Refilling an empty stadium: Eliminating PSLs was the brainchild of new Browns President Alec Scheiner. Contrary to what you might expect, he said reaction to the new policy has been positive.
“The main goal in this change was to make our game experience more affordable,” Scheiner told me. “We feel like we’ve accomplished that.”
What people may not have noticed is that Browns games have been attracting consistently dwindling crowds to the stadium.
When the expansion era was christened on Sept. 12, 1999, attendance was at the listed capacity of 73,138. The Browns reached that figure quite a few times in the first five seasons. But in 2005, paid attendance dipped below 70,000 for the first time.
As the double-digit loss seasons mounted, owner Randy Lerner kept changing GMs, coaches and quarterbacks. Reboot after reboot begat fan disgust – not apathy. Now, new owner Jimmy Haslam has inherited a run of 31 home games in a row without a paid attendance over 70,000. And that’s just the announced attendance, not the actual in the stadium, which often is thousands fewer.
In 2012, the Browns’ average paid attendance was 66,632. That was 91 percent of stadium capacity, which ranked 23rd among the 32 NFL teams.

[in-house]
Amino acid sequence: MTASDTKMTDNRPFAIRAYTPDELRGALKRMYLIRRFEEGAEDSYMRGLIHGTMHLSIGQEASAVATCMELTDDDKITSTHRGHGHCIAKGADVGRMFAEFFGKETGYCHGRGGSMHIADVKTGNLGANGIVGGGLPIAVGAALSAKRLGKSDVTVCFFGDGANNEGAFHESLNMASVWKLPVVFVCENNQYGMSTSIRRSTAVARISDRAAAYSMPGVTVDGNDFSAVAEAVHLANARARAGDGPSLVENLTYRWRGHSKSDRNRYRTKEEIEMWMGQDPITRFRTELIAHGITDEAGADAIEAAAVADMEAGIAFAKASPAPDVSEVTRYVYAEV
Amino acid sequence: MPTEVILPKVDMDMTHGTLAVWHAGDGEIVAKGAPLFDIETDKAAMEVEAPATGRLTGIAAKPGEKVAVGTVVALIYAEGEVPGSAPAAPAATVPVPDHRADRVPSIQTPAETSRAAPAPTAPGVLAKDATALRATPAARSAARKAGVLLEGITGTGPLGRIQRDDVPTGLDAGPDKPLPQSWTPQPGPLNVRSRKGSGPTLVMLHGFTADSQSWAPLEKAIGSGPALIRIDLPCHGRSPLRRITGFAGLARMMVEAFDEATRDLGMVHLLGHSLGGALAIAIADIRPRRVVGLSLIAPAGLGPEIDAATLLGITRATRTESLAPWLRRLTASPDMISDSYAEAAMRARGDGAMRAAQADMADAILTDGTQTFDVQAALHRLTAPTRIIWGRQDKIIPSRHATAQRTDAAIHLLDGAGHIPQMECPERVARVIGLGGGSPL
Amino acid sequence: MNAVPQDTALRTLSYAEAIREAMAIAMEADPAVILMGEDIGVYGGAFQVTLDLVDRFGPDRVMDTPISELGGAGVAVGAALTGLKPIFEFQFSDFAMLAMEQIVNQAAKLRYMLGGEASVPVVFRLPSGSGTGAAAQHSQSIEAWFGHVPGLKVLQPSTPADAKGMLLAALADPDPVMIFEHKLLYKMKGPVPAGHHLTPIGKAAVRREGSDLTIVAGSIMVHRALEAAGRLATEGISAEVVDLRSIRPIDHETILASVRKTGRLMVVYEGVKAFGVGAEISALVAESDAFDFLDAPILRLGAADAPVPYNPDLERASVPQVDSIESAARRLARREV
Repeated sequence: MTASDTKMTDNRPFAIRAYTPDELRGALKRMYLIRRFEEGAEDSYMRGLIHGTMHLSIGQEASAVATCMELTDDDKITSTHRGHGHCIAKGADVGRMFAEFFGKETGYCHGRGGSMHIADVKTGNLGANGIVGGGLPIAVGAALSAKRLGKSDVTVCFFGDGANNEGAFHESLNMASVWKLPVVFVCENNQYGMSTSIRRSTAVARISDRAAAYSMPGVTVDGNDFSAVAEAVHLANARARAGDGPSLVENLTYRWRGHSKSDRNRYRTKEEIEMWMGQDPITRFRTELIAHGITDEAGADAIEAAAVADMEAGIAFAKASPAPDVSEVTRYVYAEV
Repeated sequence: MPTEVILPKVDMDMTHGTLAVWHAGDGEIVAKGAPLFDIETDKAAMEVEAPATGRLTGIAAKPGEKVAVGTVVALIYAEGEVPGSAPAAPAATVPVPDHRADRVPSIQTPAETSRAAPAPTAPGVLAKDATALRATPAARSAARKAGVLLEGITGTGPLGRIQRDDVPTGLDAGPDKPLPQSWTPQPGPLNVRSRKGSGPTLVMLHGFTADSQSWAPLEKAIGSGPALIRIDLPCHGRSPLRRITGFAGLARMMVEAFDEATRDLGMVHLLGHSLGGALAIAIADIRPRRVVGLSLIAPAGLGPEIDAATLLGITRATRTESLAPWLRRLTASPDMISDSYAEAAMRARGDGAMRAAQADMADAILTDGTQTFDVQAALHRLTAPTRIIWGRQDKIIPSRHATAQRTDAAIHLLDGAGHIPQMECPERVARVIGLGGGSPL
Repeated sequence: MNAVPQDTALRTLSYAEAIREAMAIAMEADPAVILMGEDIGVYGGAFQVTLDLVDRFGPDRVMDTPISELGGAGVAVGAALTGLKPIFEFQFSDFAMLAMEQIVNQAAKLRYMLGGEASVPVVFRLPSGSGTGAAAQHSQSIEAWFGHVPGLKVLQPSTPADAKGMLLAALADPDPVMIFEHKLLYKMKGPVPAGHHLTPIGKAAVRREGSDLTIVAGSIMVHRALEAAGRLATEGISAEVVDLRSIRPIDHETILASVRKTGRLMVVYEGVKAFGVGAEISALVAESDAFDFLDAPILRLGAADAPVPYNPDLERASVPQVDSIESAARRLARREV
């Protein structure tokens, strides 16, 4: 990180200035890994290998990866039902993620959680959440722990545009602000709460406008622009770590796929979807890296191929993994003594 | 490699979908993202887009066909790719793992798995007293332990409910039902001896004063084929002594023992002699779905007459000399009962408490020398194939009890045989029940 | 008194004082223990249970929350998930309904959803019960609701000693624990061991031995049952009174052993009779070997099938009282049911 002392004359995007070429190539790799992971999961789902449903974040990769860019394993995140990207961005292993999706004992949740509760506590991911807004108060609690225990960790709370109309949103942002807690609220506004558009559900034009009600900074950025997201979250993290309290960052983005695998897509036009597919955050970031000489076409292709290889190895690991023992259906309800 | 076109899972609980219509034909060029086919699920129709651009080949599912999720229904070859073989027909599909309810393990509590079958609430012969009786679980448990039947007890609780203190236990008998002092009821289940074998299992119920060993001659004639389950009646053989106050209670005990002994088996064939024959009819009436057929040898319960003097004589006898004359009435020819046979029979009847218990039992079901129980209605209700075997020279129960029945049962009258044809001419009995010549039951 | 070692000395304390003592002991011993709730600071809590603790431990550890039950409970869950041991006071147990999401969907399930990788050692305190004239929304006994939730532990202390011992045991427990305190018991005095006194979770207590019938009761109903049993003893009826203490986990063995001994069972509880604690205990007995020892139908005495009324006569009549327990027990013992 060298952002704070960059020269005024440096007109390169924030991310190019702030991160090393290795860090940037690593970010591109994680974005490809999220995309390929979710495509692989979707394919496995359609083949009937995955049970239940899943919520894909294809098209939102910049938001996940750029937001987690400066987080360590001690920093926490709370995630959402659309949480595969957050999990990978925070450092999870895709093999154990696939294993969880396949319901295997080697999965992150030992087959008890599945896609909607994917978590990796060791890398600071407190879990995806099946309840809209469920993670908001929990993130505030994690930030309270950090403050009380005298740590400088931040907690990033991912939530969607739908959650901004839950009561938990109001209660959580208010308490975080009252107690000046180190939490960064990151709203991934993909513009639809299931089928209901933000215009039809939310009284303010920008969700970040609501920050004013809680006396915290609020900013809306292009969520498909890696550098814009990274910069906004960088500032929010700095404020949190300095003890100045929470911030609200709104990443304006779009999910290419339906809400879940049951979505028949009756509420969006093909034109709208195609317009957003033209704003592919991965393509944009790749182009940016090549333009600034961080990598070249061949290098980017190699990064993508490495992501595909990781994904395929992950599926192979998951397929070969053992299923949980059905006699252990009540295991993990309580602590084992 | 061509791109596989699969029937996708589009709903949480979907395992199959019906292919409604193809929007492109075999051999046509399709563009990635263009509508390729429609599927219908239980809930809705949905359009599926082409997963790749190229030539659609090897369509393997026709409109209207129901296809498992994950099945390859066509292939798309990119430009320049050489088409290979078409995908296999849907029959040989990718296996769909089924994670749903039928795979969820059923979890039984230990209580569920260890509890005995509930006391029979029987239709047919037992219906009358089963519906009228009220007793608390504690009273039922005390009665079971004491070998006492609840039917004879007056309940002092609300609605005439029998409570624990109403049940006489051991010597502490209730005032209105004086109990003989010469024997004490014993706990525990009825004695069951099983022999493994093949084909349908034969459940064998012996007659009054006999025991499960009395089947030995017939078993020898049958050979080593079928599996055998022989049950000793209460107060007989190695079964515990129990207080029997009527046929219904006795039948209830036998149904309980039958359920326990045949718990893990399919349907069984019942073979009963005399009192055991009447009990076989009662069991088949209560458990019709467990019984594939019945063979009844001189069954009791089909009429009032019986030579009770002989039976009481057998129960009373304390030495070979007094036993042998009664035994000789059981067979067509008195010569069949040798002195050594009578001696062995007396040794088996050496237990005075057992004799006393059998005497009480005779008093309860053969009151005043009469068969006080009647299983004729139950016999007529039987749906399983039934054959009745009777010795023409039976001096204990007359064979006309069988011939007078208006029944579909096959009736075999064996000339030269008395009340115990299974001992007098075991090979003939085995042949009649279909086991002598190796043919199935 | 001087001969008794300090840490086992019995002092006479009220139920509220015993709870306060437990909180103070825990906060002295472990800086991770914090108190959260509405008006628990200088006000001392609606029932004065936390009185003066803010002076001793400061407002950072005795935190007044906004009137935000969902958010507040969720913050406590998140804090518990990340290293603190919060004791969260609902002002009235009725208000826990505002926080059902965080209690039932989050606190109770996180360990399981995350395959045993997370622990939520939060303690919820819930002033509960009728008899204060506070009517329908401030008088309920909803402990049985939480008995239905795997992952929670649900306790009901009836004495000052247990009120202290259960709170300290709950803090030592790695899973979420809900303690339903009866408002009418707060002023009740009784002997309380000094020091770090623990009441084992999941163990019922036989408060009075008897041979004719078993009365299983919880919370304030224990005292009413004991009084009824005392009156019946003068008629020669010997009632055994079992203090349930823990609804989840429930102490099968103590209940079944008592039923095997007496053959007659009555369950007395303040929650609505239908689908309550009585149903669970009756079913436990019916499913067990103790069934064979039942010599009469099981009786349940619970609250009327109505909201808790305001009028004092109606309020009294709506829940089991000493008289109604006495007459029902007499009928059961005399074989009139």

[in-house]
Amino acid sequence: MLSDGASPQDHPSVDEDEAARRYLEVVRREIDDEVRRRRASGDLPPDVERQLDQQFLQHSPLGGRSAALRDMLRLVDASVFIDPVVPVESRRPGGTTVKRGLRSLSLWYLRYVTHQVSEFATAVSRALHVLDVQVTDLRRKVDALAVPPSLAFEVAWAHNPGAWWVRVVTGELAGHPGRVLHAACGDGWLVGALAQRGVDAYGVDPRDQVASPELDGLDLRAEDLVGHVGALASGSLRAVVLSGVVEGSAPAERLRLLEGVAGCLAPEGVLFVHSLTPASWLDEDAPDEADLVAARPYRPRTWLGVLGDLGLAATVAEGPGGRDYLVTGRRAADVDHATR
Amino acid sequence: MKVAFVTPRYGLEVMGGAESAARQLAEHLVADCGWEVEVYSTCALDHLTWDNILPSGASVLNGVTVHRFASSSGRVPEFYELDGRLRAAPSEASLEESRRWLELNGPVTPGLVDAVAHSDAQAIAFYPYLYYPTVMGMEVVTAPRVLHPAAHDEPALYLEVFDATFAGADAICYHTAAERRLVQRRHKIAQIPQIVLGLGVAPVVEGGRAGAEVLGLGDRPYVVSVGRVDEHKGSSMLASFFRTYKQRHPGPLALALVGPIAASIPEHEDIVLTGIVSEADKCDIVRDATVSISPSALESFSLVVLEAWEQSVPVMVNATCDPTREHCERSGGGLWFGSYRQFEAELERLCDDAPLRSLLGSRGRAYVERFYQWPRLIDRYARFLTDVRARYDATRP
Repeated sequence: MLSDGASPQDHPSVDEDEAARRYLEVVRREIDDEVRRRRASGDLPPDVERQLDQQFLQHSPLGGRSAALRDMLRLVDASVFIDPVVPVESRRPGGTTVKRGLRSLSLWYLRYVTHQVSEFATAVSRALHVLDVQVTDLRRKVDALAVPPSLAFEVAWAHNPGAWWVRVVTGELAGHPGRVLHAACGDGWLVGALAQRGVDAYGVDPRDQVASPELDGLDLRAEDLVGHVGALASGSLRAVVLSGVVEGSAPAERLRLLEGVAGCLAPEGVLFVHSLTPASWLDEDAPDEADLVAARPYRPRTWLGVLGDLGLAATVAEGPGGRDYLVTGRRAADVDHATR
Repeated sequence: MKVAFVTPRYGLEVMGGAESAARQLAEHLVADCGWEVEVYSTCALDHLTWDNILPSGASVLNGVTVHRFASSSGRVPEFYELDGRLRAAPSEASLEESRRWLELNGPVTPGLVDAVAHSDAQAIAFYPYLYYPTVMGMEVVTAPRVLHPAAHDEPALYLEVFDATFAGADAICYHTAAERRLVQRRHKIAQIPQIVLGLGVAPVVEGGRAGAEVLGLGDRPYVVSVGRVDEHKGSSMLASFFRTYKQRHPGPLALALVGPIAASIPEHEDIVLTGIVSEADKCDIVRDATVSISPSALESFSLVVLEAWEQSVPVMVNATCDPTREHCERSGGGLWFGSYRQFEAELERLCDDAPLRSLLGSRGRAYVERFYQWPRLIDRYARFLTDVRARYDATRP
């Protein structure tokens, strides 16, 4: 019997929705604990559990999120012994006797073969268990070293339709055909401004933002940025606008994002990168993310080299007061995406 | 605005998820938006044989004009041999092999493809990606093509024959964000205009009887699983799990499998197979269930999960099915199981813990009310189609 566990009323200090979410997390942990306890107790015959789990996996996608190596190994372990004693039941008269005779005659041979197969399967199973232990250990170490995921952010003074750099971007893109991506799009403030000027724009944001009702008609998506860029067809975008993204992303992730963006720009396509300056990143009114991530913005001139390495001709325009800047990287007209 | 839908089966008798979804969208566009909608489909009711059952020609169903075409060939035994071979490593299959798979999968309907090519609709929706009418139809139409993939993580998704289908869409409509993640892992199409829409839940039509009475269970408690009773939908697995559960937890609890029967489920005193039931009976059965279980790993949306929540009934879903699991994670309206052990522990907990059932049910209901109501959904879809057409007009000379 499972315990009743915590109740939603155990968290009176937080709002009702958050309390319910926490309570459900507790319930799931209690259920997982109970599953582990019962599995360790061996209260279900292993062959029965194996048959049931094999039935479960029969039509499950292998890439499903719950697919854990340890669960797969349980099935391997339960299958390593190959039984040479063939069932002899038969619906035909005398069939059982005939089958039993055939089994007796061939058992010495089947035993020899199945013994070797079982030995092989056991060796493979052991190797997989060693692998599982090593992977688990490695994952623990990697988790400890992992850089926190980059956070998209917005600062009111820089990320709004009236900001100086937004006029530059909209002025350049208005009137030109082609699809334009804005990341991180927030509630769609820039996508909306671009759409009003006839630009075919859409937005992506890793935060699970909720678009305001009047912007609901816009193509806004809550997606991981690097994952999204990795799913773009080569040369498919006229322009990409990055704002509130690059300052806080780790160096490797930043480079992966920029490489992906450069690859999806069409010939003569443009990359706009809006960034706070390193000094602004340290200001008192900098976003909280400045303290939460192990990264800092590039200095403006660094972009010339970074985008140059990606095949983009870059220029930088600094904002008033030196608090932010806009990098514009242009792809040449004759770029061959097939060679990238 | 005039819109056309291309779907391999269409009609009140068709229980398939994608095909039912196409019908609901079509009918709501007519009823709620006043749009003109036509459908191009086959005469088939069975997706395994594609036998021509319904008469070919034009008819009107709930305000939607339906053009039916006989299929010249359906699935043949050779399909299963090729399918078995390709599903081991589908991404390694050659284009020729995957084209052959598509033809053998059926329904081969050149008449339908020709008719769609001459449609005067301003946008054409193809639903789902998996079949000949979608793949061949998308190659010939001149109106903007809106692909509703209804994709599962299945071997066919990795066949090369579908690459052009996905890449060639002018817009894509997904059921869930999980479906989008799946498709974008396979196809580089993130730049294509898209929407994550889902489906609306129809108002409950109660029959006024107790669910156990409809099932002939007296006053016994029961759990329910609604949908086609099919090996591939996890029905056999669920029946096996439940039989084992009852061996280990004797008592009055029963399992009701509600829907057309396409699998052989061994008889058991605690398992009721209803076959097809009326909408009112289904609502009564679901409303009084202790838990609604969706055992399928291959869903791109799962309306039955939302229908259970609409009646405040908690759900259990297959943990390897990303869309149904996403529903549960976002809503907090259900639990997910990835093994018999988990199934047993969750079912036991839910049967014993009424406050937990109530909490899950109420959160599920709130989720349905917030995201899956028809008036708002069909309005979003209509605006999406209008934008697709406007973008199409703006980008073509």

This alarming, consistent fall-off in attendance occurred while Lerner insisted on not increasing ticket prices – against the objections of other owners, who share in the gate receipts.
Haslam now has held the line again. It’s the fifth year in a row for a price freeze, making the Browns’ average ticket cost second-lowest in the NFL. And part of Scheiner’s plan to repopulate the stadium was to remove the obstacle of the PSL as an incentive to lure new ticket-buyers.
“We think it is good for our existing PSL holders and for our fans,” Scheiner said. “We think it’s a win-win. And we’ve heard that from fans.”
Why does he feel it’s a win for existing PSL holders?
“The benefit (of owning a PSL) is there, still,” Scheiner said. “Those PSLs carry a benefit you don’t carry without it. This is a fact. There has been real value in PSLs.”